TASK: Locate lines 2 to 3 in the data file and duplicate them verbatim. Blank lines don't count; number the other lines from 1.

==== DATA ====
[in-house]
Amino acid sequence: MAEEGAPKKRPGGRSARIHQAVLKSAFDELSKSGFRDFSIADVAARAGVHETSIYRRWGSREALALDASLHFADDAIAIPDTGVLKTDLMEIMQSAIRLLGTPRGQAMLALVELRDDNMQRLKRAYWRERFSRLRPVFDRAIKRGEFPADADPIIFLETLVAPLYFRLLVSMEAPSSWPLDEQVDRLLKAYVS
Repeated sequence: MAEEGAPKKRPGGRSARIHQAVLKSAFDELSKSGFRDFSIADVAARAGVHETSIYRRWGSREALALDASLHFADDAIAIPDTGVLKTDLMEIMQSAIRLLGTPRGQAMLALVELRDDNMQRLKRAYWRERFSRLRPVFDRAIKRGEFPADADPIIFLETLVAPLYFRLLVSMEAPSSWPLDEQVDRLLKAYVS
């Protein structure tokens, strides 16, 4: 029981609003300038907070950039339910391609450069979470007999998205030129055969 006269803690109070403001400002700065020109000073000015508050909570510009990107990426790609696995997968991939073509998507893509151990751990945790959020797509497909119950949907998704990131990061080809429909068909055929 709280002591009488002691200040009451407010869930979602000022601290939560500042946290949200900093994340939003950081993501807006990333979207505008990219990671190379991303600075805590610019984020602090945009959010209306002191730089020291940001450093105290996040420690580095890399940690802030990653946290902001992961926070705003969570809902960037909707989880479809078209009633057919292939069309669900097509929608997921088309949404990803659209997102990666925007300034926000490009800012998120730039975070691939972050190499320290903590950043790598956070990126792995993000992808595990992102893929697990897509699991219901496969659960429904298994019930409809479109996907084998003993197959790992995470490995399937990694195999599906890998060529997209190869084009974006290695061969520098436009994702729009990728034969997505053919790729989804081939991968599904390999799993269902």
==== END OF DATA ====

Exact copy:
Amino acid sequence: MAEEGAPKKRPGGRSARIHQAVLKSAFDELSKSGFRDFSIADVAARAGVHETSIYRRWGSREALALDASLHFADDAIAIPDTGVLKTDLMEIMQSAIRLLGTPRGQAMLALVELRDDNMQRLKRAYWRERFSRLRPVFDRAIKRGEFPADADPIIFLETLVAPLYFRLLVSMEAPSSWPLDEQVDRLLKAYVS
Repeated sequence: MAEEGAPKKRPGGRSARIHQAVLKSAFDELSKSGFRDFSIADVAARAGVHETSIYRRWGSREALALDASLHFADDAIAIPDTGVLKTDLMEIMQSAIRLLGTPRGQAMLALVELRDDNMQRLKRAYWRERFSRLRPVFDRAIKRGEFPADADPIIFLETLVAPLYFRLLVSMEAPSSWPLDEQVDRLLKAYVS